Designers include many of the greats from the West, including Yves St Laurent, Roberto Cavalli, Valentino, Jean Paul Gaultier and Karl Lagerfeld. Chinese costumes run the gamut from a dragon robe that belonged to the "last emperor" Pu Yi, on loan from the Palace Museum in Beijing, to Mao suits.
The downstairs section, in the Anna Wintour Costume Centre, which is dominated by a giant video screen showing a clip of Bernardo Bertolucci's The Last Emperor, is arranged to show the mirroring effect of the process. It shows traditional Chinese clothes next to modern interpretations such as a digitally printed dragon dress by Tom Ford.
Down here, a section devoted to Asian American screen icon Anna May Wong, a movie star of the 1920s and 1930s, effortlessly describes the show's main theme. Wong, a well-known actress, was always cast as an exotic and evil dragon lady in movies such as Daughter of the Dragon, in which she played the wicked daughter of the stereotypically villainous Fu Manchu. She fought to play a Chinese person who was not villainous but rarely succeeded.
The dresses on show in the section about her, including a dazzling black dragon-themed dress by costume designer Travis Banton, are gorgeous and sumptuous, but reflect the stereotypical exoticised view of China that was a feature of literature and films in the early 20th century.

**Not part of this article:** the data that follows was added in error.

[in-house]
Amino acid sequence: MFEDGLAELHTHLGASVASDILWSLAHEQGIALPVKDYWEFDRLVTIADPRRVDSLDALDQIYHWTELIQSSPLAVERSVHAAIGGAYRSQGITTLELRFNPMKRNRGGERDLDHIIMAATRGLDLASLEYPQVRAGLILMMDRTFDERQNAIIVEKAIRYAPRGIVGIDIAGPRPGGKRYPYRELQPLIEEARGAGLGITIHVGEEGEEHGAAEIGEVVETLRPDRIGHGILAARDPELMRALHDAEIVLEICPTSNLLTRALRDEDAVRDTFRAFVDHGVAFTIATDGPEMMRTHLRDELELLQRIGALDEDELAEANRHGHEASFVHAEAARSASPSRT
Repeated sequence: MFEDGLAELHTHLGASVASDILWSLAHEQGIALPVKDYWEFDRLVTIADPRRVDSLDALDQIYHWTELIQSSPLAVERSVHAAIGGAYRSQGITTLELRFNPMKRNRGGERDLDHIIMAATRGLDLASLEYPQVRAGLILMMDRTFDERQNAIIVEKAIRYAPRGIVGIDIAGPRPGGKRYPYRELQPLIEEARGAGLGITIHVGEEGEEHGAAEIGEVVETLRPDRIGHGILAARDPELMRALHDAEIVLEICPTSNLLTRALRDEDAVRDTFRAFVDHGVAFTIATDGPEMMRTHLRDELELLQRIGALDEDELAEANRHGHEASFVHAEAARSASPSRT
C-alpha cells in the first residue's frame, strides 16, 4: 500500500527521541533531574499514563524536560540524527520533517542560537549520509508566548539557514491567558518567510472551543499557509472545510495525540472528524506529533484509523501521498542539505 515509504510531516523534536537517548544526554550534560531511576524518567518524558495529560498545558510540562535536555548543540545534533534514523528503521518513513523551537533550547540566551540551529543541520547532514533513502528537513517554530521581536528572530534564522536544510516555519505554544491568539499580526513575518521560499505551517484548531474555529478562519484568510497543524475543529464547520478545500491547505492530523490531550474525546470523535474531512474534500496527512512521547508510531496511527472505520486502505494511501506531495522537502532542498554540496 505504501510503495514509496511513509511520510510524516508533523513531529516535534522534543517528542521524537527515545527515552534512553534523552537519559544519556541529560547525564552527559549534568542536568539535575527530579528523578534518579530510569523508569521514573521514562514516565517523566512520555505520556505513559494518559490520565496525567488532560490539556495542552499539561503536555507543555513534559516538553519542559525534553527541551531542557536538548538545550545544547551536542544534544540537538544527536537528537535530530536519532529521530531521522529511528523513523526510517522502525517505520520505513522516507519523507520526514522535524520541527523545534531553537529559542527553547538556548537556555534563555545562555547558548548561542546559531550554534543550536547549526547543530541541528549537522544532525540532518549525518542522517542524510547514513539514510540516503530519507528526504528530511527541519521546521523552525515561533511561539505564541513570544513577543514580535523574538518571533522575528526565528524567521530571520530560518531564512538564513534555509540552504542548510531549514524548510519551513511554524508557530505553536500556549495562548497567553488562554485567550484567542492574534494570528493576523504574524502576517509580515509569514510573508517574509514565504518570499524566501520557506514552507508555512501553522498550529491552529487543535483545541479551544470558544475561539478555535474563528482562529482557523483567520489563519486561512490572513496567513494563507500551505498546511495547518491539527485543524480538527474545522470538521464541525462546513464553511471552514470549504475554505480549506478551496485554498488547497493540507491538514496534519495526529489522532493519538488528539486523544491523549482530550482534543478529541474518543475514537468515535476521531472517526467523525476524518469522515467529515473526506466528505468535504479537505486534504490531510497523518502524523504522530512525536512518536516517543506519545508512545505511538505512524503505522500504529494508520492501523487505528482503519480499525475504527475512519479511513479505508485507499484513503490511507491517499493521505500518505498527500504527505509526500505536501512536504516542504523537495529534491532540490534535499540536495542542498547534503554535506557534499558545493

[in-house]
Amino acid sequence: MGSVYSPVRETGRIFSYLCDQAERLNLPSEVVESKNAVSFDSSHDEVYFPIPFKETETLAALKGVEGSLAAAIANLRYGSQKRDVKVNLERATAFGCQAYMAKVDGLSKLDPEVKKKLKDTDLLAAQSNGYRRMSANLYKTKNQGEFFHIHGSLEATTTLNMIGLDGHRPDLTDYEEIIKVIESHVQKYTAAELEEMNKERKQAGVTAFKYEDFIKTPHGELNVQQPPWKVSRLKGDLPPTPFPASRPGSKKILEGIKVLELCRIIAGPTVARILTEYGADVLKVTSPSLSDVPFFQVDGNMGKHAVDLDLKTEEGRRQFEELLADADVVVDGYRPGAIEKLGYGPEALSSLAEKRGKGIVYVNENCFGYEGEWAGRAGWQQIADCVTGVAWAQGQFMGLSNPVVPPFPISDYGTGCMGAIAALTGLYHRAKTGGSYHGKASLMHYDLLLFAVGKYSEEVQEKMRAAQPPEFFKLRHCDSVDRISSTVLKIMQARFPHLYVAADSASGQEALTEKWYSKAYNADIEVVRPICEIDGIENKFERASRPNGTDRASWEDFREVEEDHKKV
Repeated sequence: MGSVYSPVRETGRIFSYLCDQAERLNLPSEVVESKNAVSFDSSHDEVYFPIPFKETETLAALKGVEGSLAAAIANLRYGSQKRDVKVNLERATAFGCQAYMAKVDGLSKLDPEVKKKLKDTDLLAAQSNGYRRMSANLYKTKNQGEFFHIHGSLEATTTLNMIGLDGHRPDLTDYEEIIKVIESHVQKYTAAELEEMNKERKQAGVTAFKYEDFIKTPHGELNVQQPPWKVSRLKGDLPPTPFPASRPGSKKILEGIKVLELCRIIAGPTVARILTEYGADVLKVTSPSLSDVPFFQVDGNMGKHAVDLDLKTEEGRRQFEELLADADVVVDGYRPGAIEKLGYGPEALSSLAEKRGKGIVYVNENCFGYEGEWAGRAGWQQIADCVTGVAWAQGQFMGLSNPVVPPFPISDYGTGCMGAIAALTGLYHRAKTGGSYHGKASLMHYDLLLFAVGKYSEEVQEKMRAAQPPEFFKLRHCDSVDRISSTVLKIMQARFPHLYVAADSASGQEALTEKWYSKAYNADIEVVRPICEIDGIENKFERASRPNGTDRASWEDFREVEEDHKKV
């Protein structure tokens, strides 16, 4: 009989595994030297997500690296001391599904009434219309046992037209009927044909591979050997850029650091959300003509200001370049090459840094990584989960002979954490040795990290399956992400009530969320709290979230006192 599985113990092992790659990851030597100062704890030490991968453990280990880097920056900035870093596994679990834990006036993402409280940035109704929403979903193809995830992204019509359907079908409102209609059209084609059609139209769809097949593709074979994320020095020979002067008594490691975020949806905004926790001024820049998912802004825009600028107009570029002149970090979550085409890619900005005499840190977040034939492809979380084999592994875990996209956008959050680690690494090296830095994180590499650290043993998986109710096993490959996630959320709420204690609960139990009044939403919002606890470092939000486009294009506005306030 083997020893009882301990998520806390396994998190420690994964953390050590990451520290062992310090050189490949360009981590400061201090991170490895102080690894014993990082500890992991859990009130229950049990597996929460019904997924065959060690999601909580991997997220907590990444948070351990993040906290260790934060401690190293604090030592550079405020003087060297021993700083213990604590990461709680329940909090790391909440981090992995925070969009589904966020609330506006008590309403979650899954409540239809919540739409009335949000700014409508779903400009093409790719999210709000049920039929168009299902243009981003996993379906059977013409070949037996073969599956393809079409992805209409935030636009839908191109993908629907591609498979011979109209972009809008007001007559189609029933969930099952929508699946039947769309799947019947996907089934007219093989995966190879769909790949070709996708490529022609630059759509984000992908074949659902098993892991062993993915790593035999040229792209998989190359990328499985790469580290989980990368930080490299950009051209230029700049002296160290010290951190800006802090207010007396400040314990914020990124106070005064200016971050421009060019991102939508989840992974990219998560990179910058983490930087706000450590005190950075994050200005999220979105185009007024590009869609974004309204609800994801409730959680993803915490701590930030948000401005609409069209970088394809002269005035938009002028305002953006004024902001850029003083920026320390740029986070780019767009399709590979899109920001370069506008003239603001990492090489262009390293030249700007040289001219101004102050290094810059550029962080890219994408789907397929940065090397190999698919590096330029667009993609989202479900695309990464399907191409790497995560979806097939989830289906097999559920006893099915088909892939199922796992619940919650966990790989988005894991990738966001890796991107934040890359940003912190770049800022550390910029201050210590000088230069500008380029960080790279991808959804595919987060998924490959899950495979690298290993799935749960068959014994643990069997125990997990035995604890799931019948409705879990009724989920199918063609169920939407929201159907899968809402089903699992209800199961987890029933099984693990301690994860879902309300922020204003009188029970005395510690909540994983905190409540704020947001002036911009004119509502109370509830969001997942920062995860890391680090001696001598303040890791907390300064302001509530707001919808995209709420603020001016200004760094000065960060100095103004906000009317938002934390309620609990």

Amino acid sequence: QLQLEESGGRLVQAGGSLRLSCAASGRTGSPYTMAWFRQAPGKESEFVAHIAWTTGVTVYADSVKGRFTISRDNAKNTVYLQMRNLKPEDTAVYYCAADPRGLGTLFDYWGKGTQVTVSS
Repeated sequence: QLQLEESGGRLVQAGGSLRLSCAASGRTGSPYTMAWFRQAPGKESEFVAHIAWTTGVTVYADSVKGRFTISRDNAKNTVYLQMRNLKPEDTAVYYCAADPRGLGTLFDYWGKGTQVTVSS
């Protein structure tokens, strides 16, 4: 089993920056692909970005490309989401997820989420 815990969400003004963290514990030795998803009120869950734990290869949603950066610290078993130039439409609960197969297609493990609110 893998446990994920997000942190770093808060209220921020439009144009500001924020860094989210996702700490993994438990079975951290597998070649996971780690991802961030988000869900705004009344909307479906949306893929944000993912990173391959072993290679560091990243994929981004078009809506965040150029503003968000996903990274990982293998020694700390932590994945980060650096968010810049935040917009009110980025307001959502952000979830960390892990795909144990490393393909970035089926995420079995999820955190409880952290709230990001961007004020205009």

The danger of presenting an imaginary view of China is that the viewer may miss the point. This is manifest in a short exhibition relating to the Cultural Revolution, which features Mao suits, Red Guard uniforms and Vivienne Tam's Pop art-style Mao print dresses.
Stripped of any historical context, the scenes from the mainland propaganda film The Red Detachment of Women, which play in the background, make the Cultural Revolution seem like a merry song-and-dance party.
Wong Kar-wai says the point of the exhibition is to show the inaccurate Western fashion images as facts in their own right, no matter how misinformed they were.
"We do not shy away from these images, as they are historical facts and they have their own reality," he says. "We look for the areas of communality and appreciate the beauty that abounds. With 'China Through the Looking Glass', we have tried our best to encapsulate almost a century of cultural interplay between the East and the West. It is a celebration of fashion, cinema and human creativity." Bolton, who worked on the show for two years, adds: "These dialogues encourage new aesthetic interpretations and broader cultural understanding. The distance between East and West diminishes. What emerges is a dynamic, active two-way conversation - a liberating force of cross-cultural communication and presentation."